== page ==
Friday, 22 August 2008

Bully Teacher

I thought I'd shaken off the shackles of my old school, but having been in this week to see the exam results, I feel wound up again by some of my (ex) colleagues. Like every workplace, schools have a number of people working there who really shouldn't be, and like the public sector in general, it's quite difficult to get rid of incompetent members of staff. And then there are staff who should be booted right out of the door but for some reason Management thinks they are valuable assets to the school who should be rewarded and retained with promotions.

One of these disgraces is Mr A. When you first meet him, you will probably recognise his type: one of the lads, seemingly popular with the kids, likes a joke and a laugh and has many of the LSAs swooning. Add into the mix that he teaches a shortage subject and filled a vacancy that had been wide open for a long time, and you can see why he looks like an attractive proposition.

But then you dig deeper. Why do the kids love him so much? Well, he takes lunchtime sports training every now and again, and he is the king of practical jokes. Oh yes, he's always having a laugh and a joke with the kids. But then you start to hear complaints from members of your form.

"We don't learn anything from him."
"He picked up my pencil case and emptied it all over the desk, and everyone was laughing but I didn't think it was funny."
"We're always playing games but we didn't cover what we needed for the exam."
"I wanted to ask him something but he told me to go away because he was emailing his friends."
"He scribbled on my book right in front of me then told me off and said I'd done it."
"He shouted at us all for not doing the homework but he hadn't set any."
"He lost my book and then told me off for forgetting it. But he's lost it."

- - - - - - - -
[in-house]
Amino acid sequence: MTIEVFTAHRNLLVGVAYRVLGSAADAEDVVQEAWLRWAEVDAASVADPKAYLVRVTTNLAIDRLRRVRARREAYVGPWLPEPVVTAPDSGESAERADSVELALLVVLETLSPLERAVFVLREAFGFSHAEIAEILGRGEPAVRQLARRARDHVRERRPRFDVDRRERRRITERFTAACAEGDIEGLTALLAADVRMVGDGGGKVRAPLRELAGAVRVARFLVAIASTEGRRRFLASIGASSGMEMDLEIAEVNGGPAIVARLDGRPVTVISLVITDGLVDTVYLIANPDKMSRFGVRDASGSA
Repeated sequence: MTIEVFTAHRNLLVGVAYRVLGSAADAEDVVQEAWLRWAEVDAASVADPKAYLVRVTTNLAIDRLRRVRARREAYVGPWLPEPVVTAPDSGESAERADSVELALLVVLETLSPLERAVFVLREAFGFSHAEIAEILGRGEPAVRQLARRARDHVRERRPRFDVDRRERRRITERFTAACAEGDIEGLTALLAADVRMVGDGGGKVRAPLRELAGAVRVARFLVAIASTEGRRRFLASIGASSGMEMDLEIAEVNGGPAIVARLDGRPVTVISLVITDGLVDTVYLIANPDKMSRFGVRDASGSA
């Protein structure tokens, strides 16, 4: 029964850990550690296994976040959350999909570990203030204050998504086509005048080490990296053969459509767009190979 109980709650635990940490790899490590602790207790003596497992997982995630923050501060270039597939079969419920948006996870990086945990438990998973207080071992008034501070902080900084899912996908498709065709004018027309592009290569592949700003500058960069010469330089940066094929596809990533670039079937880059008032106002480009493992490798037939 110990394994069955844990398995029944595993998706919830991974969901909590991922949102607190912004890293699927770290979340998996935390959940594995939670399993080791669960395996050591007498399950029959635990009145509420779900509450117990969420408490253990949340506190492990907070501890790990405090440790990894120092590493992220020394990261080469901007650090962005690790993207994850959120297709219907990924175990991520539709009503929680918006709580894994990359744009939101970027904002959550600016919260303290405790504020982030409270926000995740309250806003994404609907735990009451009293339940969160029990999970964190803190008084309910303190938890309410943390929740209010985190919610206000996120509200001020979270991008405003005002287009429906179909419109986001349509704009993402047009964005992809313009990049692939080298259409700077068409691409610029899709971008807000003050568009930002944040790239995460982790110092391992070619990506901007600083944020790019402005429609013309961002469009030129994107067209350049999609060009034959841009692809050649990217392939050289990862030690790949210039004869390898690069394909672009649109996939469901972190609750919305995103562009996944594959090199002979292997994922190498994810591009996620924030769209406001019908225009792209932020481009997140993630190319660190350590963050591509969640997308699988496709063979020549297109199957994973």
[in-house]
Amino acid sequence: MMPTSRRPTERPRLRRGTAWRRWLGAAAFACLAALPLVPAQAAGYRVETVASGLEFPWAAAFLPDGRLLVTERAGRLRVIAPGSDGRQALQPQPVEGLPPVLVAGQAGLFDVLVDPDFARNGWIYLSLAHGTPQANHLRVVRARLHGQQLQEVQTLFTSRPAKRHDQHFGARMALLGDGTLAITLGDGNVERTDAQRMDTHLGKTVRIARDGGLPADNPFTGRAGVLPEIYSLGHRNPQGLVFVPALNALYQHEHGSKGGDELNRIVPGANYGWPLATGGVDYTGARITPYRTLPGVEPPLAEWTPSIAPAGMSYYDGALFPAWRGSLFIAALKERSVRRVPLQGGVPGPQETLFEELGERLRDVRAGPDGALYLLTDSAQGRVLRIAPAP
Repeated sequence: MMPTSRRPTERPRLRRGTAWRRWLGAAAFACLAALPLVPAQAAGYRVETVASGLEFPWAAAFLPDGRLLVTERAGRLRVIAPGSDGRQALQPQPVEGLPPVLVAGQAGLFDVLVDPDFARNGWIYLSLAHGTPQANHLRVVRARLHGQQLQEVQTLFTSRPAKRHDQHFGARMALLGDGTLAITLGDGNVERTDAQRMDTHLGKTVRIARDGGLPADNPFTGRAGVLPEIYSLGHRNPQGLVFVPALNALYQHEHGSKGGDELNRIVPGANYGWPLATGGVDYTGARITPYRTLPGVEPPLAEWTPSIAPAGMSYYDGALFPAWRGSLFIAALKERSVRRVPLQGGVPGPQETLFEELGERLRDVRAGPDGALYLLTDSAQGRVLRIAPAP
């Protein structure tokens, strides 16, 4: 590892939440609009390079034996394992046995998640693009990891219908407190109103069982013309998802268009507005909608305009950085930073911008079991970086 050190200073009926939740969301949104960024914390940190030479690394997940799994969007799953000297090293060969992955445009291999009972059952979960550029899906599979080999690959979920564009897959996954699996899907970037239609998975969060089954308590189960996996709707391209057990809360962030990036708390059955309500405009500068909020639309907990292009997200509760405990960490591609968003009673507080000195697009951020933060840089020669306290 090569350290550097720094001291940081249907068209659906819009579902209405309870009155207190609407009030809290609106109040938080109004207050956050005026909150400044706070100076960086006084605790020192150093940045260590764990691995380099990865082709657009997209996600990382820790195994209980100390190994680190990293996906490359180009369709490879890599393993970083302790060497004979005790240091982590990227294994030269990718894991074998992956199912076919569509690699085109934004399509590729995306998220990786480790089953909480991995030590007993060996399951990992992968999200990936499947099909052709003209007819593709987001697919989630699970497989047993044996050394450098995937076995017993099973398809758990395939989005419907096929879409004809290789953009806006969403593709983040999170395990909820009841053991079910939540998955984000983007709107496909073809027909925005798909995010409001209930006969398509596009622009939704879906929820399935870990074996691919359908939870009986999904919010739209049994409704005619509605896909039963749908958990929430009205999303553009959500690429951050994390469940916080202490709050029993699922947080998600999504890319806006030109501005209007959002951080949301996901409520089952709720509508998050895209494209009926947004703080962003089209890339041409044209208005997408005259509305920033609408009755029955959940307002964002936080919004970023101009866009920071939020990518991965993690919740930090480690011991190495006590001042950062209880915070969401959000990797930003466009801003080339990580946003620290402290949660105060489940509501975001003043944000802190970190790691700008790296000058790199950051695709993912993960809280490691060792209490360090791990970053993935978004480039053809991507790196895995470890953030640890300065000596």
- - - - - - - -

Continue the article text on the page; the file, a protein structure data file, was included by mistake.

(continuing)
"We watch lots of videos. Last lesson we watched 'Die Hard'. It's really good but it had nothing to do with (the subject)."

Now some of these you would be inclined to explain away. What teacher hasn't been accused of losing a child's book? Who hasn't shown a video at the end of term? Surely these games are educational, but he's such a great teacher that the kids don't even realise they are learning? But after having given Mr A the benefit of the doubt, there comes a time when these comments start to add up into something more than the occasional slackery.

Mr A is a bully. He commands a group of laddish teachers whose behaviour deteriorates in his presence as they compete to keep up with his "jokes". At least one NQT has emulated his behaviour, seeing how popular it makes him, and has gone from being a really promising teacher to an arrogant slacker. Mr A bullies the children. Messing about with their stuff might seem like a laugh to the class, but it's the kind of thing the class bully does to intimidate others and make themselves look popular.

Mr A is also really thick. In his shortage subject, the barriers for recruitment must be lower, and whilst he knows enough (allegedly) to teach his own subject (if he could ever be bothered), his general knowledge and common sense are way below par. He can't write very well, and so his corrections and notes read like an illiterate Year 7's.

And in September Mr A's reward for all of this? - a promotion to head of year, where he can continue to bully children and charm their parents.


Margaret English said...

This is a great post- we have at least two staff memebrs like that at our school. I am working myself in to the ground every bloody year and then these jokers come in with their wayward antics and get promoted. It stinks yet, unfortunately, it is not uncommon.

Roger Distill said...

No, surely he's at my school! I know him well!

Ranting Teacher said...

A nice idea, Lee. I'm sure I'll be visiting your site for some stress-free tips next week! I've also joined a gym that does boxing training so I might go along to smash some punchbags if it gets too much. :)